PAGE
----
Through that mix of likability and restlessness, Fieri has reached a rare summit. Ignoring Oprah Winfrey, he’s the closest thing to a flagship human currently on TV. He’ll anchor at least four primetime shows on Food Network this year, with at least three others — some starring vehicles, others just productions of his Knuckle Sandwich shingle — in development. In January, he became the face of digital platform Discovery+, home to his entire library. And despite overtures from one broadcast network and several aggressive streamers, Fieri recently signed a new deal to stay put at Food Network through at least 2024.
“We’ve been offered and enticed, and, yes, there’s probably a way to do this in some different levels, but I’m treated pretty well,” notes Fieri, who says his allegiances lie with a handful of programming executives, not any parent company. “I got a chance of a lifetime, and I think I played it good.”
One particularly savvy Fieri play involves his commute. Eight years ago, around the time he was being courted for a potential Supermarket Sweep reboot off-network, Knuckle Sandwich was developing what would eventually become Guy’s Grocery Games — a frenetic cook-off set in on supermarket soundstage called Flavortown Market. Then-Food Network executive Allison Page was interested, but she wanted Fieri as the host. Reluctantly, Fieri conceded to film just 12 episodes in Los Angeles. When that first season was a hit, Fieri only agreed to move forward on the condition production moved closer to home. So, Food Network bankrolled a fully functioning grocery market-slash-set constructed in a 15,500-square-foot Santa Rosa warehouse. By Fieri’s design, every item in Flavortown Market is real and edible, which allows him to donate $350,000 in unused food to the nearby Redwood Gospel Mission every year. Much of the 150-person crew returned after a year-long absence in April, and the show — now Fieri’s most popular— will soon hit 275 episodes.
As for his three-year deal, which sources paint in the high eight figures, it’s said to be the biggest talent deal of its kind for Discovery Inc. (The company declined to comment on any deal points.) Still, it’s hard to place a price tag when the fate of a brand like Food Network seems so inexorably tied to the man it put in front of the camera, with zero expectations, 15 years ago. “I just can’t imagine Food Network without Guy,” says White. “I can’t even bring myself to try to imagine it.”
Everybody I speak with about Fieri has a story of witnessing the scope of his popularity in public. People apparently are not shy around someone whose conspicuous mug is available on TV nearly every day. And as the man himself prepares for a slew of weeks on the road with Diners, Drive-Ins and Dives, in a reopening world, Fieri will gladly indulge their attention once again. He does, however, have a request.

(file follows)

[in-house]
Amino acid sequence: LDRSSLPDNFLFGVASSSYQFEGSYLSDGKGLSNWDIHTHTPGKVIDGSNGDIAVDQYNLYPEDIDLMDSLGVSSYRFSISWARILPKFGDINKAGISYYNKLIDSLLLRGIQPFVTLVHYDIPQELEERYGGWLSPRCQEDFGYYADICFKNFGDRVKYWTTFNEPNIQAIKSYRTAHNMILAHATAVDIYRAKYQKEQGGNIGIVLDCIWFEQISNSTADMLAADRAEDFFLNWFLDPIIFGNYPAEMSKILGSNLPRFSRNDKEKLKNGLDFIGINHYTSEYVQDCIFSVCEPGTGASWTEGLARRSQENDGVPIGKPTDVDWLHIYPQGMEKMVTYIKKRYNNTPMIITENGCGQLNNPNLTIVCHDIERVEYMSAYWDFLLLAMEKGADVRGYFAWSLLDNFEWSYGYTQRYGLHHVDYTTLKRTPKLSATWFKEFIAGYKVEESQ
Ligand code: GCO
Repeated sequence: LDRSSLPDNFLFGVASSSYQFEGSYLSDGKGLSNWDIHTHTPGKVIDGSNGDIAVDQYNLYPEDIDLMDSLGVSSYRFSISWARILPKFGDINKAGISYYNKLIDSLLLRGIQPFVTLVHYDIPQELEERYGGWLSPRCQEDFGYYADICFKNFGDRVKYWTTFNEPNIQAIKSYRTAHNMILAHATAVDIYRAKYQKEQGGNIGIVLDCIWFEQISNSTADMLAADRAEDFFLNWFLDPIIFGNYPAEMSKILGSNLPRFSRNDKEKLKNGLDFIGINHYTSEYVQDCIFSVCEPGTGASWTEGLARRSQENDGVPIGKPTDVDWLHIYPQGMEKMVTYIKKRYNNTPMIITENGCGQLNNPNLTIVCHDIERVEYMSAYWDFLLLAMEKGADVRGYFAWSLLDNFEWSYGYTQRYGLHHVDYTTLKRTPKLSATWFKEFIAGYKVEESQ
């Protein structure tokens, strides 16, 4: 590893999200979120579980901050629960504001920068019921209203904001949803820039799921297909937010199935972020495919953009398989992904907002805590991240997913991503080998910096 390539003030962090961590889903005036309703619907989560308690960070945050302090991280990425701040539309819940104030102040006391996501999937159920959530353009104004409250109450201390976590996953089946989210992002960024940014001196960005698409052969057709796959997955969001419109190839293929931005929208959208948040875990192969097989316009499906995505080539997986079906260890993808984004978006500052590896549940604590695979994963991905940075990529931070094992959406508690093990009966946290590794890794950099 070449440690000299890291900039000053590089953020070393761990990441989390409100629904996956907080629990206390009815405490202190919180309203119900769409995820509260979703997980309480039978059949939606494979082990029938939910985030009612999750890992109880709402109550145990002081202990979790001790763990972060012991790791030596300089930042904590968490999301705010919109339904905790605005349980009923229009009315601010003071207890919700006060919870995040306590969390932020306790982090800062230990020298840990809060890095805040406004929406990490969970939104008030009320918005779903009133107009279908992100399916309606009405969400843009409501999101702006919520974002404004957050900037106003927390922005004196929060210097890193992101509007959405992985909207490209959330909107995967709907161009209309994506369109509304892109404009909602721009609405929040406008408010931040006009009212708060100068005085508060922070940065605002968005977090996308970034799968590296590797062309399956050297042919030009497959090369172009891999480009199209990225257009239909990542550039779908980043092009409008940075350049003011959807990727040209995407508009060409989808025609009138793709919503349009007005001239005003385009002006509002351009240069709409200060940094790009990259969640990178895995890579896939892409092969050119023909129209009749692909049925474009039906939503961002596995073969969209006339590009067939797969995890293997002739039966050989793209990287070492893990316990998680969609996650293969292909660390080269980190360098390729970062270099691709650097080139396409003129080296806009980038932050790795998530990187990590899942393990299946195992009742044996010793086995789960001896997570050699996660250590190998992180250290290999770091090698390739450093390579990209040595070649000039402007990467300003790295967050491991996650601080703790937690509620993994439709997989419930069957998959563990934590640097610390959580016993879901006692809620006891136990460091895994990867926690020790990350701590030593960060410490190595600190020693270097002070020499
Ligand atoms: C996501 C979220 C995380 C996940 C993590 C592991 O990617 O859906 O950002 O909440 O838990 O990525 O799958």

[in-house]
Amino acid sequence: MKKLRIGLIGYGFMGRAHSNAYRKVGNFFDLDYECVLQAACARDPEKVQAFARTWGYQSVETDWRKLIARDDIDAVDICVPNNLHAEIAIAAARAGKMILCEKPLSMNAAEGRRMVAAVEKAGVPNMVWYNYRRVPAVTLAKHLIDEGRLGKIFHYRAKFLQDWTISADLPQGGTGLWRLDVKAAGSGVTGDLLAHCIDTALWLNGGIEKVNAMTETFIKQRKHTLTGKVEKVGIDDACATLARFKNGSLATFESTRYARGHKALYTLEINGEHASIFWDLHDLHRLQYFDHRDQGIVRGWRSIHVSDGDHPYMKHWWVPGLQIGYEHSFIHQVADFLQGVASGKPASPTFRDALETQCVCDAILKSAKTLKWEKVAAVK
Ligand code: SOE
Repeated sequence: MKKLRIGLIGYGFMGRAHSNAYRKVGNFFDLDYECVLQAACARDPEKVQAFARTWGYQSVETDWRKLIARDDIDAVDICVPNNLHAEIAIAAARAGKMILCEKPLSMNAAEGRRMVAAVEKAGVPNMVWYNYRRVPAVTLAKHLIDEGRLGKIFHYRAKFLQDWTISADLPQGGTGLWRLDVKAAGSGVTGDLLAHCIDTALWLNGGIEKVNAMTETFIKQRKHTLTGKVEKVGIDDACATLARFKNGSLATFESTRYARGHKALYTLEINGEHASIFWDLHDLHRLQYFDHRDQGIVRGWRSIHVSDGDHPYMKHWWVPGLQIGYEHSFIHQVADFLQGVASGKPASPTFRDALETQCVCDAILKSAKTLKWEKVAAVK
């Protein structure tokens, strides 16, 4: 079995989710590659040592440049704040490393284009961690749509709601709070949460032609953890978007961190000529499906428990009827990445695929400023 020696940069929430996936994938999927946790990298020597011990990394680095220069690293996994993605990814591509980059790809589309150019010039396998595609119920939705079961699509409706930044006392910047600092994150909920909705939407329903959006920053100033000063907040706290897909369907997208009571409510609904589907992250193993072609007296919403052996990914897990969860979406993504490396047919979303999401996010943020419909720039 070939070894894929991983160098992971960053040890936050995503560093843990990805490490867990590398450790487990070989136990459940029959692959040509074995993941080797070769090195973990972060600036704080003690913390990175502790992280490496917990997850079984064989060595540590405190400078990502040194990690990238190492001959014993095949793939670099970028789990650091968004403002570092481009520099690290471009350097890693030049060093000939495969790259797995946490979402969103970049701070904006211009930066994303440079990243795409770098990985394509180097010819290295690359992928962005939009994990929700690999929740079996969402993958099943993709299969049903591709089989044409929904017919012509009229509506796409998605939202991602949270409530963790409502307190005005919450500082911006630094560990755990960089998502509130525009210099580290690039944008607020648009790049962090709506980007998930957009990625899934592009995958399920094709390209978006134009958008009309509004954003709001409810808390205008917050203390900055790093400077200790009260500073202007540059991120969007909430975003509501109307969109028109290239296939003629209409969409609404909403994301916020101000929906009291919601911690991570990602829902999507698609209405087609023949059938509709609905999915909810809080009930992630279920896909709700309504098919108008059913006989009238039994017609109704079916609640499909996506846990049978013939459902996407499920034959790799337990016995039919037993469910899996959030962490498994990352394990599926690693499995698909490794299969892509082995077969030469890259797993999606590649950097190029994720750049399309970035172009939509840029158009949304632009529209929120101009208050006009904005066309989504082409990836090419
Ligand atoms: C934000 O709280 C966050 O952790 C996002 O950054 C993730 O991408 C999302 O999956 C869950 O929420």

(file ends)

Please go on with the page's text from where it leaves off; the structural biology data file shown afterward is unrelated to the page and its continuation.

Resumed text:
“Don’t call me ‘that food critic,’ ” says Fieri, bristling. “I highlight. I recognize. I do not critique. If I don’t like the food, you won’t see it on my shows. Who wants to watch something called It Sucks: Don’t Come to This Fucking Place?”
Criticism is understandably a touchy subject for Fieri. Objections to his swagger and flamboyant food ethos are perhaps best distilled in the infamous 2012 New York Times ravaging of his since-shuttered Times Square bistro, Guy’s American Kitchen & Bar. The pan, which went viral with low blow after low blow, probably wouldn’t be written today — and not just because the newspaper reconsidered its approach to reviews once restaurants started closing en masse. Perception of Fieri has changed, and schadenfreude no longer is in fashion.
“Zero-star review or not, Guy’s making an undeniable contribution to the restaurant industry in a way that is so desperately needed,” says Guarnaschelli. “I think people now look at him as a restaurant person and not just the guy who’s always on TV who happens to have some restaurants.”
Evidence for that shift can be seen in the lineup of recent visitors to the Fieri portfolio. Such culinary elites as Marcus Samuelsson, Nancy Silverton and Michael Voltaggio are game to pal around with the anointed “Mayor of Flavortown” on his multiple series as he continues to remind audiences — and anyone who’ll listen to him — that there’s still no clear path back to normal for the hobbled restaurant community. It’s a message that he hopes is louder than his frosted tips.
“You can easily be misinterpreted when you have platinum blond hair and tattoos,” says Fieri, making eyes at Smokey the Chihuahua. “But I’m not for everybody. I don’t know if anybody is.”
What Fieri doesn’t appear to realize is that he’s come closer than most.
A version of this story first appeared in the April 28 issue of The Hollywood Reporter magazine. Click here to subscribe.